You might have noticed the large plumes of smoke billowing from the top of Black Ridge Tuesday, it is a fire, but it's not a wildfire. It’s a controlled burn being conducted by the Bureau of Land Management.
Instead of fighting fires today BLM crews were starting them. "For today's burning we are using the standard drip torch," says Gary Helming, ignition specialist for Tuesday’s burn.
Burn Boss trainee Sam Dearstyne says Tuesday's burn marks the start of the BLM’s burn season. "You should start to see more and more smoke spring and fall as the programs keep rolling so its not... its business as usual for the BLM," says Dearstyne.
And Tuesday's business was to clear brush and fuel in the Black Ridge area of Glade Park. Helming says, "The project does serve as a fuel beak for the VOR site here and some of the communication towers."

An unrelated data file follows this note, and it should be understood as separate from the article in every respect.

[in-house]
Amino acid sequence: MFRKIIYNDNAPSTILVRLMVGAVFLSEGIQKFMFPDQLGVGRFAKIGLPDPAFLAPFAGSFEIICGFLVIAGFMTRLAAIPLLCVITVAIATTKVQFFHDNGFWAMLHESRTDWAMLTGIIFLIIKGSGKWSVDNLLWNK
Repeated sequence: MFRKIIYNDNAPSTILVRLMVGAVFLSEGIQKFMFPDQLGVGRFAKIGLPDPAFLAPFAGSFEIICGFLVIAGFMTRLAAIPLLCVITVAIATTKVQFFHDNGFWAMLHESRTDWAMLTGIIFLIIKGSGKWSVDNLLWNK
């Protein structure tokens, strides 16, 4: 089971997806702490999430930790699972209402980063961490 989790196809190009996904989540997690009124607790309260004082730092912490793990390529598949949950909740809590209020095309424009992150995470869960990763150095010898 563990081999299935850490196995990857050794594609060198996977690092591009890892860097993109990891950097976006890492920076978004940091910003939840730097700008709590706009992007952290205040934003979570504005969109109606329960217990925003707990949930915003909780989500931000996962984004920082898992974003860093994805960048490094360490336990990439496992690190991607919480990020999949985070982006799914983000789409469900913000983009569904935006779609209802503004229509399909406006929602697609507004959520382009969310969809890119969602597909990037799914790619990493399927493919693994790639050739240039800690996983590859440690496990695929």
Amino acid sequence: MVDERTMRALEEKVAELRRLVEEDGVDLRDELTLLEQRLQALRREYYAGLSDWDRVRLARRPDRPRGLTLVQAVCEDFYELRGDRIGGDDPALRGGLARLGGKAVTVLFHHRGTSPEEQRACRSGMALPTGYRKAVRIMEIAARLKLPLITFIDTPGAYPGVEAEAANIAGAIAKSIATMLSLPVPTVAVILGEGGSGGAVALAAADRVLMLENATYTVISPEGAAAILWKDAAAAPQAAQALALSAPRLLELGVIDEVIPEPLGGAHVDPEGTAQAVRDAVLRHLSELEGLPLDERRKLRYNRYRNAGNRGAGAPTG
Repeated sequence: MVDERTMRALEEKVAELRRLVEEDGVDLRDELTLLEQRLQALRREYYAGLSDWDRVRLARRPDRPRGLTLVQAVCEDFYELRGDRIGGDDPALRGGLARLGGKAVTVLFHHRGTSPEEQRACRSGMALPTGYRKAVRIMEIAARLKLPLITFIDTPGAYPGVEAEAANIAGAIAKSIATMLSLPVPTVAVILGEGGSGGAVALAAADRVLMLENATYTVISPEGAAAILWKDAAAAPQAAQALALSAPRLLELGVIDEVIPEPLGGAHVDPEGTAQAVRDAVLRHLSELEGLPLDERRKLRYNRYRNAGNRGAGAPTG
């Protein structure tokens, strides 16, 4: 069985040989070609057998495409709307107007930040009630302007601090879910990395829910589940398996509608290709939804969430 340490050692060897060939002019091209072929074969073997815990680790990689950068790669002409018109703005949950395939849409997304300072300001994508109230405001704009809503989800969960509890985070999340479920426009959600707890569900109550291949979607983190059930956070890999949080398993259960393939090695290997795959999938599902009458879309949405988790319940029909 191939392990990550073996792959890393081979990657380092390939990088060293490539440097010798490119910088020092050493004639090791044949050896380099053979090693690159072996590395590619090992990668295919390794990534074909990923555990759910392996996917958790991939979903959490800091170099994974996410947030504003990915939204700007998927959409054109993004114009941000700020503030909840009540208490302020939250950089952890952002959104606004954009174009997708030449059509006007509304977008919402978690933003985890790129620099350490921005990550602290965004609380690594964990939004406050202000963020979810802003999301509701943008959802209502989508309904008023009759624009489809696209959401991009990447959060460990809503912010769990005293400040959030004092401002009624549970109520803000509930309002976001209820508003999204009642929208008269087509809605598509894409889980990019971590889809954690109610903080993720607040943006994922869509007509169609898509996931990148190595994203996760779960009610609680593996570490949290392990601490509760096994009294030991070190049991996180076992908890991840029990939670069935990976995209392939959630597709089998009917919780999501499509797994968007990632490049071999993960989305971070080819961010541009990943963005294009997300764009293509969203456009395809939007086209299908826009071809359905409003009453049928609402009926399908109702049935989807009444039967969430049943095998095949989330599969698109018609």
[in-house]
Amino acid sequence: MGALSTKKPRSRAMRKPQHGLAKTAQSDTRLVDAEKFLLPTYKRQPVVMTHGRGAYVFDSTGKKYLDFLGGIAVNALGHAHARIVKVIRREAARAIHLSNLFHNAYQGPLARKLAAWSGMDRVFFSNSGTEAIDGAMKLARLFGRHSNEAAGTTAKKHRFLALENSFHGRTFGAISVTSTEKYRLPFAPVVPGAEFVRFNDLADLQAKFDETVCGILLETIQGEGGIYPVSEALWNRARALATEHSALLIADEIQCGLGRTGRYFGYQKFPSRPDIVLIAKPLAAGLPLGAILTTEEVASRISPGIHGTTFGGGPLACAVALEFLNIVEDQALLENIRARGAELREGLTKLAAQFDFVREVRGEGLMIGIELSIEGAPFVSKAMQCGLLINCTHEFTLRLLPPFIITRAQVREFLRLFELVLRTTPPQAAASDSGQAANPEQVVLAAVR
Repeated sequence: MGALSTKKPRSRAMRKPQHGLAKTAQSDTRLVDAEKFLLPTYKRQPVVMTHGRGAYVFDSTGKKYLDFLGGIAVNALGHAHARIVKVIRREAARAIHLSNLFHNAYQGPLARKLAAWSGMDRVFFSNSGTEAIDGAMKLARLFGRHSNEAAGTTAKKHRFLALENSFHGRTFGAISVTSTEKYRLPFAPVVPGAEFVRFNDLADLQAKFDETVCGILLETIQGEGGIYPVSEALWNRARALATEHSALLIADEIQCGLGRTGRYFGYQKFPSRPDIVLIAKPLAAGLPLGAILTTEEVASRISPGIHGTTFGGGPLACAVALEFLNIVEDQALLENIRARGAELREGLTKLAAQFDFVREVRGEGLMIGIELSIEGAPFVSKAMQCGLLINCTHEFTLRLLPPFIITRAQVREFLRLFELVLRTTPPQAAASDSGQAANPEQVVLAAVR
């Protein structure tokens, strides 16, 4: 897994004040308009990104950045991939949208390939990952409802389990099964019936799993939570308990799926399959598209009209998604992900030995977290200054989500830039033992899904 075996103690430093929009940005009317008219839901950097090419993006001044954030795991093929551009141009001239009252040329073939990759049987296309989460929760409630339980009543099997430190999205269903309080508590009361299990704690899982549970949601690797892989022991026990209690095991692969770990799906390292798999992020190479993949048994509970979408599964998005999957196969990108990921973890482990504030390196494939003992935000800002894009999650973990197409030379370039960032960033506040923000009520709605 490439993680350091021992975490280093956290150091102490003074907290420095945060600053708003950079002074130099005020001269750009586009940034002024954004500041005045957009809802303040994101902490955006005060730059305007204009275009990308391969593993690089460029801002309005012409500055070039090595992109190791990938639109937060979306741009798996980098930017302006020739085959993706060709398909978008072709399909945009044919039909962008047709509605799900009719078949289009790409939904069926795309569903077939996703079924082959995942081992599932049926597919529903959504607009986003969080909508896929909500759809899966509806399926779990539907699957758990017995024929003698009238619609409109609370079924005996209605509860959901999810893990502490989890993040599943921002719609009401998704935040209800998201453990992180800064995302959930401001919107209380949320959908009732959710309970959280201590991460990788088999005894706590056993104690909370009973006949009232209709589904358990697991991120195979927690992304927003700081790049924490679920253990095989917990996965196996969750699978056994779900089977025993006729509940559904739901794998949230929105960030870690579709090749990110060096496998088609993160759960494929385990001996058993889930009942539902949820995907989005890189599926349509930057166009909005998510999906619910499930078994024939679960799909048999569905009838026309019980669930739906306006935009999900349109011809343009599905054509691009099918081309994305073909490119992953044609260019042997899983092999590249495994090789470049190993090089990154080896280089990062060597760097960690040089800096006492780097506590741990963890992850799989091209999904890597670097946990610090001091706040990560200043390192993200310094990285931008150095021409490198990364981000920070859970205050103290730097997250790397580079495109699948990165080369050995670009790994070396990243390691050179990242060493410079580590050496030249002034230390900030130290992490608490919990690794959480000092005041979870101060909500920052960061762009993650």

A prescribed burn like this not only reduces fuels and underbrush in case of an accidental fire it also improves the area for wildlife to move back in, in this case specifically, the Sage Grouse.
Dearstyne says, "Sage Grouse are stating to become less and less popular as their numbers decline so we are trying to increase their habitat."
Crews will burn more than 100 acres Tuesday. Something weather has permitted them from doing in the past. And with houses within miles of the area they have to be especially careful.
Officials say new grass will start popping back up in about a day after the burn, but thanks to this fire, one thing that won't be back is more flames. "You won't get catastrophic fire events," says Dearstyne. A good reason for these fire crews to take a day off from fighting fires to starting a few of their own.
Fire officials say while prescribed burns cost money its something they budget for throughout the year.